Pulmonary Procedures |

Minimally Invasive Treatment of Bronchial Mucous Gland Adenoma: An Unusual Approach to an Unusual Problem FREE TO VIEW

Benjamin Seides, MD; Sara Greenhill, MD; Kevin Kovitz, MD; Neeraj Desai, MD
Author and Funding Information

Chicago Chest Center, Elk Grove Village, IL

Chest. 2015;148(4_MeetingAbstracts):828A. doi:10.1378/chest.2216721
Text Size: A A A
Published online


SESSION TITLE: Procedures Case Report Posters

SESSION TYPE: Affiliate Case Report Poster

PRESENTED ON: Tuesday, October 27, 2015 at 01:30 PM - 02:30 PM

INTRODUCTION: Bronchial mucous gland adenoma (MGA) is a rare benign neoplasm of the lung. It is derived from salivary gland epithelium, and comprised of mature acini of mucous secreting cells. [1-3] We report the first case of MGA treated with complete endoscopic resection via rigid bronchoscopy and laser ablation.

CASE PRESENTATION: 53 year-old male former smoker presented with a long history of asthma symptoms and recurrent pneumonias, unresponsive to usual therapies. CT of the chest revealed an obstructing lesion at the distal left mainstem bronchus (fig.1). PET-CT of the mass indicated a standard uptake value (SUV) of 2.2 without hypermetabolism elsewhere. With clinical suspicion for carcinoid, we took the patient to the operating room for diagnostic and therapeutic bronchoscopy. The lesion was fleshy, smoothly marginated, spherical, and completely occluding the airway in a ball-valve fashion (fig. 2). It was hypovascular by endobronchial ultrasound. Using a rigid bronchoscope, we cored out the lesion, removing residual tissue with rigid forceps. The base of the lesion was then ablated using a 980 nm diode laser. 100% patency to the left mainstem was restored with immediate remission of symptoms. The patient was sent home that day. Pathology of the lesion revealed it to be a bronchial MGA. The patient remains asymptomatic.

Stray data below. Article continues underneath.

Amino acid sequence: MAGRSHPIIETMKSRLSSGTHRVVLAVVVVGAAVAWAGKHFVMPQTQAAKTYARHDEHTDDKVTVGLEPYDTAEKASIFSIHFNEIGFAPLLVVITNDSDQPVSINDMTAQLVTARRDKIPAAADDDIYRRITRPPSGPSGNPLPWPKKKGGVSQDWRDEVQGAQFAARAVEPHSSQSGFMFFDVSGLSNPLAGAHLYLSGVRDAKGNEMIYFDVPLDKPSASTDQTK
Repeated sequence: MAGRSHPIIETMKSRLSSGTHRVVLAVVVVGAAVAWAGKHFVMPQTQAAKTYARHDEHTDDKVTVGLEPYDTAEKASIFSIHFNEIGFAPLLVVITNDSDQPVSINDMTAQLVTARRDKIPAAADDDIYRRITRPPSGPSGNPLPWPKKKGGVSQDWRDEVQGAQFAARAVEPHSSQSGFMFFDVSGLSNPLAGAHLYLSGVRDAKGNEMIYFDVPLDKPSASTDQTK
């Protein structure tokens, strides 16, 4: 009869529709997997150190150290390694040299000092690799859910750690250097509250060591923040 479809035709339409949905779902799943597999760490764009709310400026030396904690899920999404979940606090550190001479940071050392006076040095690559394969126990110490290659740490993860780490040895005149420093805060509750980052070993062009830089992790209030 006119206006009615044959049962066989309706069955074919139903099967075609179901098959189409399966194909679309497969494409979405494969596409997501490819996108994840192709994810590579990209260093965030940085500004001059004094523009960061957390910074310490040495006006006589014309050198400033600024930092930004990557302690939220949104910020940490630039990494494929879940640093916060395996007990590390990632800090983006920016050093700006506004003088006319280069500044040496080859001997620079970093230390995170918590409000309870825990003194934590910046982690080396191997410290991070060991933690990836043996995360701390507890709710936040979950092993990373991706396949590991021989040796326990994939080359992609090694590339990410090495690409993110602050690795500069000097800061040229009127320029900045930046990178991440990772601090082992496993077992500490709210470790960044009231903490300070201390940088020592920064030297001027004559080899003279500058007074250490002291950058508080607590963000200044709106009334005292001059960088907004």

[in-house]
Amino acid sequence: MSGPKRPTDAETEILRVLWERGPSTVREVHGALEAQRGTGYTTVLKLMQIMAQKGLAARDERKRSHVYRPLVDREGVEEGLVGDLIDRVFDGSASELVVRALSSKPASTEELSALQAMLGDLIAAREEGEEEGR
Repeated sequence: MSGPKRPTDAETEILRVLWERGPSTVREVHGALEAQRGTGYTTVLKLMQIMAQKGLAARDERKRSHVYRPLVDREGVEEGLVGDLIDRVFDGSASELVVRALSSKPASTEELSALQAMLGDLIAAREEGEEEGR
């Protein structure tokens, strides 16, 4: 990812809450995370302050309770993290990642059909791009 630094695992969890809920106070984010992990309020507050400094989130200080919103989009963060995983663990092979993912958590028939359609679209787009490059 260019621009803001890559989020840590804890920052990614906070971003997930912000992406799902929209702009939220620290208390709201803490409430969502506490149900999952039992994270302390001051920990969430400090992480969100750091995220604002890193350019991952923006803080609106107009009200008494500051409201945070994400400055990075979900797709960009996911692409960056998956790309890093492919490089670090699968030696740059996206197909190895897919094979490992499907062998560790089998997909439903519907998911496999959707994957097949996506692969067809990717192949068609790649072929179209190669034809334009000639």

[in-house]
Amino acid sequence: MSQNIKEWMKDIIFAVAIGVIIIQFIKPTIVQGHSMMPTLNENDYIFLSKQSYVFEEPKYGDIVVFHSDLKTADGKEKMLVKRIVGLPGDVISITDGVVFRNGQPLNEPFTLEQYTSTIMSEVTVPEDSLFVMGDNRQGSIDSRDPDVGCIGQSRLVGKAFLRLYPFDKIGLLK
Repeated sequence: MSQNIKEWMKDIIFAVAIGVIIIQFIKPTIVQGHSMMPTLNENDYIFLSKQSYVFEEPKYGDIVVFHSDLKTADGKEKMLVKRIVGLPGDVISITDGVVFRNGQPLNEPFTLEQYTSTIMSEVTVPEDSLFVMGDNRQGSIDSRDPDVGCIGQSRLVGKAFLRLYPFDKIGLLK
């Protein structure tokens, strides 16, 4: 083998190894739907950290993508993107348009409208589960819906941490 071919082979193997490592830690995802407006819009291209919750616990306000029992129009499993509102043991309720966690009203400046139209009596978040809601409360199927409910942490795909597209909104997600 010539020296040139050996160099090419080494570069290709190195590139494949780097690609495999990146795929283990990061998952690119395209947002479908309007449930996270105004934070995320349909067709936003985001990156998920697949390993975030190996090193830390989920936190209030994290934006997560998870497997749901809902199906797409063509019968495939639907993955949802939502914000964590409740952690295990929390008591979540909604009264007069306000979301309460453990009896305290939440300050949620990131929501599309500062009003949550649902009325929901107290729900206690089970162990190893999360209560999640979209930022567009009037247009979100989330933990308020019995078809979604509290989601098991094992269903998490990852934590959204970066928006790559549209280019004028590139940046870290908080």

DISCUSSION: Bronchial MGA is a rare benign neoplasm of the lung. It exerts symptoms via obstruction, thus treatment by removal is curative. Prior to diagnosis, many patients present with years of unexplained respiratory symptoms, unresponsive to usual therapies, as in our patient. [1, 2] Virtually all published cases have described treatment of MGA by major surgery including surgical resection and bronchoplastic reconstruction.[1-3] We highlight the successful management of MGA via a less invasive, outpatient-based approach. Though there remains a theoretical concern for local recurrence, the indolent and benign nature of the tumor makes this entity easily manageable with surveillance and additional bronchoscopy, if needed.

CONCLUSIONS: Bronchial MGA is a rare neoplasm of the lung, which is successfully treatable via a minimally invasive approach.

Reference #1: Milenkovic, B., et al. J Asthma, 2007. 44(9): p. 789-93.

Reference #2: Badyal, R.K., et al. Lung India, 2014. 31(3): p. 274-6.

Reference #3: Ferguson, C.J. et al. J Thorac Cardiovasc Surg, 1988. 95(2): p. 347-50.

DISCLOSURE: The following authors have nothing to disclose: Benjamin Seides, Sara Greenhill, Kevin Kovitz, Neeraj Desai

No Product/Research Disclosure Information




Citing articles are presented as examples only. In non-demo SCM6 implementation, integration with CrossRef’s "Cited By" API will populate this tab (http://www.crossref.org/citedby.html).

Some tools below are only available to our subscribers or users with an online account.

Related Content

Customize your page view by dragging & repositioning the boxes below.

Find Similar Articles
CHEST Journal Articles
PubMed Articles
  • CHEST Journal
    Print ISSN: 0012-3692
    Online ISSN: 1931-3543